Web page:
Most philosophy concerns words and meanings, arguments and debates. But wisdom is also a matter of perception and intuition. Images can sometimes convey what words cannot. We see in order to understand; intuit before the rational explanation becomes clear. And sometimes - best of all - we just stop and look, perceiving without any need for words.
Here are my reflections each month on a particular image. I hope you enjoy them and use them as a basis for your own reflections. I'd welcome any brief comments you'd like to send, and will hope to include them alongside my own.
Visiting Las Vegas briefly this spring, while travelling overland through the USA, I took a snap of this rather brash building, never imagining the significance it would have by the end of the year. So much has been said about the election that there is no sensible contribution that I can offer in this brief compass. But I'm reflecting on the new pragmatic approach to political truth - not 'Is what I say true?' or 'Can I deliver what I promise?' but 'Will saying this achieve the result I want?' It's not just Trump, the hopeless failure to address truth in anything like an objective form was all too evident on both sides of the Brexit vote. And beneath all this is the valid and important revelation that ordinary voters have for too long felt excluded from the benefits of a neo-liberal and globalised economic agenda. Where do we go from here? I just think about the future and wince.
In the heart of Berlin, near the Brandenberg Gate, lies the Holocaust Memorial. At first, it seems almost innocent - just an area filled with solid grey blocks of stone - and on the edge the blocks are just a couple of feet tall. Some passers-by were sitting on them when I arrived; a family stopped to picnic. But, between them, paths lead you gradually downwards, and as you walk, so the normal sights and sounds of the city become more remote. The blocks reach above your head and you find youself drawn into canyons of menacing shadow. Yet, at any point, you can glance back and see light and colour in the distance. People criss-cross your path, appearing and disappearing between the blocks. Then, as you approach the centre, you recognise just how deep and menacing it is; the sheer scale of what you are drawn into is numbing. Sucked down out of ordinary life into this dark place, the experience induces the sickening chill of remembering the murdered Jews of Europe.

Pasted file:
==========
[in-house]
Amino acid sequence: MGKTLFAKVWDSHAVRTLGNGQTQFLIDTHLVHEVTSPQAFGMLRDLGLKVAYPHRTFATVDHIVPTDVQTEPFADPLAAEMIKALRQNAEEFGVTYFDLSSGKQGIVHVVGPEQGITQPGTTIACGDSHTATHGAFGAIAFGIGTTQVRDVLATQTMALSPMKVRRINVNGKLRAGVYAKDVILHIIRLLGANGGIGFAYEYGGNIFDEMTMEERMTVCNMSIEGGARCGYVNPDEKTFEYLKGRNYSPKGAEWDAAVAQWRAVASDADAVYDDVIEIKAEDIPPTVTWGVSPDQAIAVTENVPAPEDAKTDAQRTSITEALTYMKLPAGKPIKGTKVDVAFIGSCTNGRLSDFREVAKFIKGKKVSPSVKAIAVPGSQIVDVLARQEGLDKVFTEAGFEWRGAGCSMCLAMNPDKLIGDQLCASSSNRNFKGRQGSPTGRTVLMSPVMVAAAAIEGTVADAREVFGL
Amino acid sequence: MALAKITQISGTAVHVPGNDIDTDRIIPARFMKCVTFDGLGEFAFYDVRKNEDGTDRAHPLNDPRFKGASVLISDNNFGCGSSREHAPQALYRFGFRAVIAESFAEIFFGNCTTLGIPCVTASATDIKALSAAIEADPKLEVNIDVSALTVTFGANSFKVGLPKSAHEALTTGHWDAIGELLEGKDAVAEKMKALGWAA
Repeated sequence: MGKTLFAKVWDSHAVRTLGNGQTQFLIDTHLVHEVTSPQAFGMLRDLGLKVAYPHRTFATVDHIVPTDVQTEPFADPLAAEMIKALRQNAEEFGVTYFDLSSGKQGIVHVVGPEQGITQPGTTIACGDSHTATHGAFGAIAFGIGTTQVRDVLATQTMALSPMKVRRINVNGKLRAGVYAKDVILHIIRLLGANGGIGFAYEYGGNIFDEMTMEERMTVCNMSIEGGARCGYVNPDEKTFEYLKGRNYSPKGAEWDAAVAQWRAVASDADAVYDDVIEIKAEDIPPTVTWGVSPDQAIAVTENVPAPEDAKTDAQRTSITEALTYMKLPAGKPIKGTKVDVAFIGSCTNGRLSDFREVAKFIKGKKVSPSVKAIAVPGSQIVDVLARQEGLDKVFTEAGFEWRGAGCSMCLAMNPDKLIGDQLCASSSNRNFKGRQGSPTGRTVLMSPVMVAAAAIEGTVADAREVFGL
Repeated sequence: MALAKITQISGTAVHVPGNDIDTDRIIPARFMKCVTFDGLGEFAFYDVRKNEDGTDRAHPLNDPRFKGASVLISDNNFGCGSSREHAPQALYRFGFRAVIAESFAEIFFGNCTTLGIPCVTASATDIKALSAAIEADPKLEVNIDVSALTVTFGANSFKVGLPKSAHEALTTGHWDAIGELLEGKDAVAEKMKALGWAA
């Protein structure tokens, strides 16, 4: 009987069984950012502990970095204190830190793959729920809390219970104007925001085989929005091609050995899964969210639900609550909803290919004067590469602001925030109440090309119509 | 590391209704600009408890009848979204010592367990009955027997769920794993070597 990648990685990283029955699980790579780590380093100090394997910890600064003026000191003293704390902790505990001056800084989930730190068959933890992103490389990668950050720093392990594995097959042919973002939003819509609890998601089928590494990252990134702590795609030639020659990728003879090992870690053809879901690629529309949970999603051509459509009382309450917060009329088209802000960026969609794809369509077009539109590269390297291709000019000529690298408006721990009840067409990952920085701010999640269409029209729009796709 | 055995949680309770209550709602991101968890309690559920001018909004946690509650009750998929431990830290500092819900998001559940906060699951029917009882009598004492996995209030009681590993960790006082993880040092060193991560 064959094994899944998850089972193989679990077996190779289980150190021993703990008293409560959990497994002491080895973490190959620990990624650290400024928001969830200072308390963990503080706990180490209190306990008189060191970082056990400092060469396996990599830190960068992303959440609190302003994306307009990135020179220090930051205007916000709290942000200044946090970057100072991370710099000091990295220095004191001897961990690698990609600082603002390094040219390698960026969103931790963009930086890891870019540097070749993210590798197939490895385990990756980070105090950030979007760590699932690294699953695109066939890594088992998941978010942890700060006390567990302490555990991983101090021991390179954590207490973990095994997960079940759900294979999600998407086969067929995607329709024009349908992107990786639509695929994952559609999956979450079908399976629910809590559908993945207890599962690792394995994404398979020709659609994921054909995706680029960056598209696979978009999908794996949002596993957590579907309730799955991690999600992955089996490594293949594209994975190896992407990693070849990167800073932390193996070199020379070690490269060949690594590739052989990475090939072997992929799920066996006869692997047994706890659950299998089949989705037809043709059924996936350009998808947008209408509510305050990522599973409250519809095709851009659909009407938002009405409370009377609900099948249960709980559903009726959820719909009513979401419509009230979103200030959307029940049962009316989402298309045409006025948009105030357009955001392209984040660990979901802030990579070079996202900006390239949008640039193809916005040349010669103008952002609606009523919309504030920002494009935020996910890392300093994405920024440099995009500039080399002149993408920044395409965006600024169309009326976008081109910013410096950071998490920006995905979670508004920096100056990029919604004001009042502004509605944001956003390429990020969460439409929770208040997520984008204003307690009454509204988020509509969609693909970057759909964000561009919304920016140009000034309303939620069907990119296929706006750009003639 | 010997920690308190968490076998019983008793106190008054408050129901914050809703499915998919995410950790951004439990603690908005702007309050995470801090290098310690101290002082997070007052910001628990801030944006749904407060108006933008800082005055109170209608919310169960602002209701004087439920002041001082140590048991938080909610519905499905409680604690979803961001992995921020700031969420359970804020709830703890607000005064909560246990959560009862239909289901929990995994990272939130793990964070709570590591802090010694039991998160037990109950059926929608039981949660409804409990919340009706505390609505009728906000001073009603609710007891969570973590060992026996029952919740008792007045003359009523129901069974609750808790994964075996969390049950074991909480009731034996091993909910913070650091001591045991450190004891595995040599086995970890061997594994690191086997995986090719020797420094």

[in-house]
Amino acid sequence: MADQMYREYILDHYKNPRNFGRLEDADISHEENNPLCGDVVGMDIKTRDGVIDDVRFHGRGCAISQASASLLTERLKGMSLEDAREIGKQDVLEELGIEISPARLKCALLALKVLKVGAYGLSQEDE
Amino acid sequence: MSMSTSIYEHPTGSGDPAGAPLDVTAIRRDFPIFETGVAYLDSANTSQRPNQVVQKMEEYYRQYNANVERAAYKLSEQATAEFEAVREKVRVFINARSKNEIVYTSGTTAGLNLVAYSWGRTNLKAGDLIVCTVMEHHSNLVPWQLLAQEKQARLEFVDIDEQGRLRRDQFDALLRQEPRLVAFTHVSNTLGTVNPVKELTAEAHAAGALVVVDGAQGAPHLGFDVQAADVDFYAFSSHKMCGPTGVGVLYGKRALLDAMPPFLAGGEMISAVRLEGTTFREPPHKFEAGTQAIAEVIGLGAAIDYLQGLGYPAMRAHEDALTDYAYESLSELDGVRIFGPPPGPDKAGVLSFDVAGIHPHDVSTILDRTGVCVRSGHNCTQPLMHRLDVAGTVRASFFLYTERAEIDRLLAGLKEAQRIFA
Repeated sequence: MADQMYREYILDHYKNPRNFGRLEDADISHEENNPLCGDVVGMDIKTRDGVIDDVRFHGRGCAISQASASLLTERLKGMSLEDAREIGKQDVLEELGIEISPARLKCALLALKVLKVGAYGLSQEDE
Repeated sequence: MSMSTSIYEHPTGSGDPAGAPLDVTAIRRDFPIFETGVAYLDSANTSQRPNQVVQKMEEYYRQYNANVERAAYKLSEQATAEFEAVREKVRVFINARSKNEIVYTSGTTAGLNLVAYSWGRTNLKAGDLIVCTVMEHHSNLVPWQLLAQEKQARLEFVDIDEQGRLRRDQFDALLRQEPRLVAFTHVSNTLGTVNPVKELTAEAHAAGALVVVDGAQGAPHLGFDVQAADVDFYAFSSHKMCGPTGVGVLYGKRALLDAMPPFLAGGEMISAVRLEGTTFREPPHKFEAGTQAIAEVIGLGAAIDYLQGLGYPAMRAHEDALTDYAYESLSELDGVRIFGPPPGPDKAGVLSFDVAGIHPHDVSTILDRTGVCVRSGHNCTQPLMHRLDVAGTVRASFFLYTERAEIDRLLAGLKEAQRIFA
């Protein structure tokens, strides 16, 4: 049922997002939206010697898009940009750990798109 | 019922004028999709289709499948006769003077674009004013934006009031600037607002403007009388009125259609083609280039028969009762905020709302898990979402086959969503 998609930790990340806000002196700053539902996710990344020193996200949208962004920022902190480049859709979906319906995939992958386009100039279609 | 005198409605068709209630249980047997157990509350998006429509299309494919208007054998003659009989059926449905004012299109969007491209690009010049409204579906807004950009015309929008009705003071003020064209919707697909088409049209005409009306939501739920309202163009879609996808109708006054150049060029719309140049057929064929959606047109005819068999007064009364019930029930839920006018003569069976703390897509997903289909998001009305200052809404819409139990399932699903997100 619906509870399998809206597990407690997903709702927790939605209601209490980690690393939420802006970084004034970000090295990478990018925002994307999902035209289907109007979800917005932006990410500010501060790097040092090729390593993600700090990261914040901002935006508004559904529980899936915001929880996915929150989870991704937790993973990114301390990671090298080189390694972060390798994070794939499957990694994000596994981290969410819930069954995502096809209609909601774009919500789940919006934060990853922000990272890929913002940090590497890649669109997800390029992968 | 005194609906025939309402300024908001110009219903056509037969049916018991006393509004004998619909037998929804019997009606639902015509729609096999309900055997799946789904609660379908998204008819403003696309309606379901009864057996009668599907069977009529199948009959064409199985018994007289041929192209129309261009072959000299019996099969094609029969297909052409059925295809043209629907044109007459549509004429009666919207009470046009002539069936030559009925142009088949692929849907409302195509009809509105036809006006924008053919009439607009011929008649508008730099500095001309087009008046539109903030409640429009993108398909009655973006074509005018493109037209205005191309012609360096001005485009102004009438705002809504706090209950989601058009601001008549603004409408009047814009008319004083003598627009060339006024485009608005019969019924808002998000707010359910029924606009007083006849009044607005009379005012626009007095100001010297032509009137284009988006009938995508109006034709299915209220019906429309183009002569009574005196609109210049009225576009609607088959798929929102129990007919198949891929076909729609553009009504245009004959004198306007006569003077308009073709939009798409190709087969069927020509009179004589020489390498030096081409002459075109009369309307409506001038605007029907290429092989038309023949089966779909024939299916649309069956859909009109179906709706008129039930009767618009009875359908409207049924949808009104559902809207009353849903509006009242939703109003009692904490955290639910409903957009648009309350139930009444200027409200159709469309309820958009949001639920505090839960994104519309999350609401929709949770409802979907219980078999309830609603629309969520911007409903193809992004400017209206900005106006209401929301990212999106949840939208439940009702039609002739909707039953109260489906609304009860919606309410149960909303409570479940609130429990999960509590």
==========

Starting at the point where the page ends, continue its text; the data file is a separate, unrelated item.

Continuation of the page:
With the ongoing debate over Brexit, I've been reflecting on the nature not just of Britishness but of Englishness, particularly as someone who is pro Europe, with a wife whose passport will continue to be EU red even if mine eventually turns blue with nostalgia. For me, part of the delight in the English countryside is the way it has preserved its innocent traditions. A couple of months ago I visited Thaxted in Essex for a gathering of Morris Men from all over the country. They were a colourful bunch, doing what they love, dressed traditionally and unafraid of becoming caricatures of themselves. It's not particularly English - for local customs and dances exist throughout the Bristish Isles and Europe - but it reflects the importance of locality. When you belong somewhere, and love that place, you can appreciate and share any foreign culture without feeling that you are being swamped or globalised.
I came upon this sign outside a bar in the delightful university city of Heidelberg - no doubt a valuable one to warn passers-by of undergraduates enjoying liquid inspiration to aid their intellectual endeavours. But it set me thinking....
There's a similar warning triangle outside our local church, but that one (reflecting the demographic of the congregation) shows two old people walking with sticks. They have a right to cross the road at that point, whether fast or slow; I have a right to be driving down the road, fast (within limits) or slow. But the exercise of those two freedoms creates a potential for harm, which is why I need to be warned. But what of the drunk? To what extent should I be expected to modify my driving just in case a drunk crosses the road in front of me? Or should others be warned if I am about to stagger into the street? And should that warning have legal force? It strikes me that everything we do depends upon the behaviour - good or bad - of others, and they likewise depend upon us. As soon as I drive on the public road, I am putting my trust in the road-sense of other drivers. We have to take human folly into account in almost all social arrangements, and no laws or warning signs can deal with all eventualities. Even the best organised of societies - and Heidelberg is, after all, in Germany - cannot fully legislate for all the potential interactions between fallible human beings.
I sense rebellion is in the air, and it even extends to the normally law-abiding Durch. This sign clearly forbids the parking of bikes against the railings, but - hey - this is Amsterdam chock-a-block with bikes on a warm summer's afternoon, so I'll just go ahead and chain it up anyway! But I sense this is a tiny symptom of a more general rebellion... (read more)
Is there any positive way to express the chaos into which the United Kingdom finds itself plunged following the Brexit vote? The most hopeful image that comes to mind for me is the mixture of paint with its potential to be used for any number of different works of art. Chaos and uncertainty may be damaging - especially for the business community, which thrives on predictability - but it can also be an opportunity for creative thinking and change, and the freedom to shape the future in ways that had not previously been considered.